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GRADUATE EDUCATION STUDENTS such as MacDonald
say they chose UCLA for its emphasis on educational equity in urban
schools, its strong support network and solid grounding in education
theory and research. But while they may appreciate the academic
study of teaching methods, not everyone is convinced it's the best
way to prepare teachers.
Some reports have suggested that there is no reliable link between
pedagogical training and classroom success. In 1999, for example,
the Thomas B. Fordham Foundation, an educational-research advocacy
organization in Washington, D.C., argued in a policy statement that
it is more important for teachers to earn college degrees in the
subjects they wish to teach and that state certification standards
and education-school curricula actually deter potential teaching
"Traditional training programs should be closely scrutinized
for their length, cost, burden and value," the report states.
"Is a two-year time commitment really necessary, for example?"
One organization frequently cited as a successful alternative to
traditional teacher-preparation programs is Teach for America. Launched
in 1990 with a grounding in a national-service ethic, Teach for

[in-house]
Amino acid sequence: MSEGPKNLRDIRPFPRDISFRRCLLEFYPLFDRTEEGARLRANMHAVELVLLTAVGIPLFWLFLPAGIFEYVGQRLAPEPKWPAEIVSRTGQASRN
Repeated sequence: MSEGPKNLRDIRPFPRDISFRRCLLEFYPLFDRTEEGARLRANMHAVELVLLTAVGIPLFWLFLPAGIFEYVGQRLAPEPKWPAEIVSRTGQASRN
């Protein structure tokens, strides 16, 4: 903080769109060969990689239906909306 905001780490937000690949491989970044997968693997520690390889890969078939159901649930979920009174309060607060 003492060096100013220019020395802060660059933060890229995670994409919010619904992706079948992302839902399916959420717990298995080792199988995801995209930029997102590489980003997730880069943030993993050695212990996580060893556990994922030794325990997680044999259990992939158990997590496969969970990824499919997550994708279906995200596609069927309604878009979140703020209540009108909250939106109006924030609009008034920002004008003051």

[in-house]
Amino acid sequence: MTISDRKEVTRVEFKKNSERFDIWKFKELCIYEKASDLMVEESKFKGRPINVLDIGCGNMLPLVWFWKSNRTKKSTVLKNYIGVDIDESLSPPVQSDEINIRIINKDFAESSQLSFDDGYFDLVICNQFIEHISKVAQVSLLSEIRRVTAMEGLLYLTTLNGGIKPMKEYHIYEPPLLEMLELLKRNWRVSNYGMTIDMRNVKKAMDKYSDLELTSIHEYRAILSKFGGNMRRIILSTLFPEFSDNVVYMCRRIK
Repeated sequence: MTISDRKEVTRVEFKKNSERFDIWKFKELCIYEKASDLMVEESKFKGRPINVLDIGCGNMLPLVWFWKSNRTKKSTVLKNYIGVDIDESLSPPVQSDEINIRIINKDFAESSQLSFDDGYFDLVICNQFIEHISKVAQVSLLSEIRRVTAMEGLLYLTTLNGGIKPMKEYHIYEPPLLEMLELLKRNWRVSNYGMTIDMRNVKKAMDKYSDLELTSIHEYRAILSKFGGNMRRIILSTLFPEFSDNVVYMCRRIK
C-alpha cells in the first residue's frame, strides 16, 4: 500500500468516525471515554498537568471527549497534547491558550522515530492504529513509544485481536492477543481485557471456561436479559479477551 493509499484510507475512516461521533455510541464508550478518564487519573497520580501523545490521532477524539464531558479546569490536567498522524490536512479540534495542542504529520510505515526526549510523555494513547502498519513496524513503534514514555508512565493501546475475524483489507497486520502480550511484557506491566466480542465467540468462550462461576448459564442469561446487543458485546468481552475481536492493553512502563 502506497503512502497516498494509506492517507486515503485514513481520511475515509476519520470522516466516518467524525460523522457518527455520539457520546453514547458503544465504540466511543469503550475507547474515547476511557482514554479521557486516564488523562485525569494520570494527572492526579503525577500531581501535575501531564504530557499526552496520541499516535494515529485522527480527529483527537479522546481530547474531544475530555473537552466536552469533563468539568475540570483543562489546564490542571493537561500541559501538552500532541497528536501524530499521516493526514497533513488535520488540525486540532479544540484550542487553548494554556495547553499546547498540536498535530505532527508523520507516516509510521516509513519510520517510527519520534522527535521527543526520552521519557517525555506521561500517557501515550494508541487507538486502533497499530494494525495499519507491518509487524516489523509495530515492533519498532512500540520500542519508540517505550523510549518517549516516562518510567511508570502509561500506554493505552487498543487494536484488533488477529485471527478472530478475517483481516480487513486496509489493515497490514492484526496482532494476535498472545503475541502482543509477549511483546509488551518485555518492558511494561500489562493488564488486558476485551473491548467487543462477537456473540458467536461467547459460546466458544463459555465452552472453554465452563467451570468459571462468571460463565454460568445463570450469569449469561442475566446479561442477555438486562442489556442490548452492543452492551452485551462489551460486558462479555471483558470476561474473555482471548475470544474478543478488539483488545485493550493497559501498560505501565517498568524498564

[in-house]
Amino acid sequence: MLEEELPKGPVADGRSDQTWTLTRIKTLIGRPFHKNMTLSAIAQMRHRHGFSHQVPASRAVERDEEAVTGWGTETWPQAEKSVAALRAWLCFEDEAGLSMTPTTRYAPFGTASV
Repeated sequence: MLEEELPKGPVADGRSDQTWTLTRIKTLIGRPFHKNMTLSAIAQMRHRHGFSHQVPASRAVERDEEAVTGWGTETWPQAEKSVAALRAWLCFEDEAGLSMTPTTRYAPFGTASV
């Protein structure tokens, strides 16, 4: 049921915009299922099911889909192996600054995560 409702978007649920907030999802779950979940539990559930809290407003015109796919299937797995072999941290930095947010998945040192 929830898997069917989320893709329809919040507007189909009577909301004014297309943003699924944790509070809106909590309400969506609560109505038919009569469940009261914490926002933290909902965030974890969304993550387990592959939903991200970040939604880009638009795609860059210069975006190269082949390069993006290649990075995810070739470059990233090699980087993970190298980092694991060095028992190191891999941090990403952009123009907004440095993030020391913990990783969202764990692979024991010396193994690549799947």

America recruits liberal-arts graduates from colleges, trains them
for five weeks and places them exclusively in low-income urban and
rural schools in 20 regions across the country; a minimum two-year
teaching commitment is required. Teach for America, which recently
recruited on the UCLA campus, reports that more than 10,000 people
have participated nationwide.
"The popularity of programs such as Teach for America ...
indicates that the prospect of teaching without first being obliged
to spend years in pedagogical study appeals to some of our brightest
college graduates," states the Teaching Commission —
a panel of leaders in government, business, philanthropy and education
— in its January 2004 report "Teaching at Risk: A Call
to Action." Unlike the Fordham Foundation, however, the Teaching
Commission urges states to raise teacher-certification standards
and universities to bolster admission and academic requirements
for teacher-preparation programs.
Metcalfe says the push for such programs as Teach for America and
efforts to loosen teacher-education and certification standards
are born of concern that the education system is failing students.
"There's a tremendous frustration right now that things don't
seem to be any better," Metcalfe says.
One major question is what exactly constitutes a qualified teacher,
says Lauren Jones Young, director of institutional initiatives for
the Chicago-based Spencer Foundation, which investigates ways in
which education can be improved around the world. "And how
exactly do you develop those qualities in an individual?" she
The foundation has awarded grants to UCLA and other universities
to support the development of education researchers. "One of
the challenges to the profession is developing richer evidence about
how to prepare teachers who can foster learning among the linguistic
and culturally diverse students who make up today's classrooms,"